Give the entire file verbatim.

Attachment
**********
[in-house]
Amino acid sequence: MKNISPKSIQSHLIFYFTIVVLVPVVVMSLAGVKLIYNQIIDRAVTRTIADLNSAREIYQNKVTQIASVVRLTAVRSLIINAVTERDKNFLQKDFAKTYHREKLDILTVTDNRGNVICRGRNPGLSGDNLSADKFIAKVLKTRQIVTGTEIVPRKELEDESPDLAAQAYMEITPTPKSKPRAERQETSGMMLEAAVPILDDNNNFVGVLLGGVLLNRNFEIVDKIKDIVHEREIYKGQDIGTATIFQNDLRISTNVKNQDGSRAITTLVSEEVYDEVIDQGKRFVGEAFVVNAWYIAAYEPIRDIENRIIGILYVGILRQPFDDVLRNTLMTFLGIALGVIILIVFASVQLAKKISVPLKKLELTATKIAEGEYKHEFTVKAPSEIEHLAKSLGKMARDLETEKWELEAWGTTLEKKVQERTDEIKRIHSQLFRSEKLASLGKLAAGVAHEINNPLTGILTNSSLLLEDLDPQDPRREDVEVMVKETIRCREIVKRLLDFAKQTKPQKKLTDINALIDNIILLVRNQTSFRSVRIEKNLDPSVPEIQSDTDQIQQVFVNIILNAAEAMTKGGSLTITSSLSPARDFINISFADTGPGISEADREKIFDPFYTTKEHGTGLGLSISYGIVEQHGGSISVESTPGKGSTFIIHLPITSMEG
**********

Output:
[in-house]
Amino acid sequence: MKNISPKSIQSHLIFYFTIVVLVPVVVMSLAGVKLIYNQIIDRAVTRTIADLNSAREIYQNKVTQIASVVRLTAVRSLIINAVTERDKNFLQKDFAKTYHREKLDILTVTDNRGNVICRGRNPGLSGDNLSADKFIAKVLKTRQIVTGTEIVPRKELEDESPDLAAQAYMEITPTPKSKPRAERQETSGMMLEAAVPILDDNNNFVGVLLGGVLLNRNFEIVDKIKDIVHEREIYKGQDIGTATIFQNDLRISTNVKNQDGSRAITTLVSEEVYDEVIDQGKRFVGEAFVVNAWYIAAYEPIRDIENRIIGILYVGILRQPFDDVLRNTLMTFLGIALGVIILIVFASVQLAKKISVPLKKLELTATKIAEGEYKHEFTVKAPSEIEHLAKSLGKMARDLETEKWELEAWGTTLEKKVQERTDEIKRIHSQLFRSEKLASLGKLAAGVAHEINNPLTGILTNSSLLLEDLDPQDPRREDVEVMVKETIRCREIVKRLLDFAKQTKPQKKLTDINALIDNIILLVRNQTSFRSVRIEKNLDPSVPEIQSDTDQIQQVFVNIILNAAEAMTKGGSLTITSSLSPARDFINISFADTGPGISEADREKIFDPFYTTKEHGTGLGLSISYGIVEQHGGSISVESTPGKGSTFIIHLPITSMEG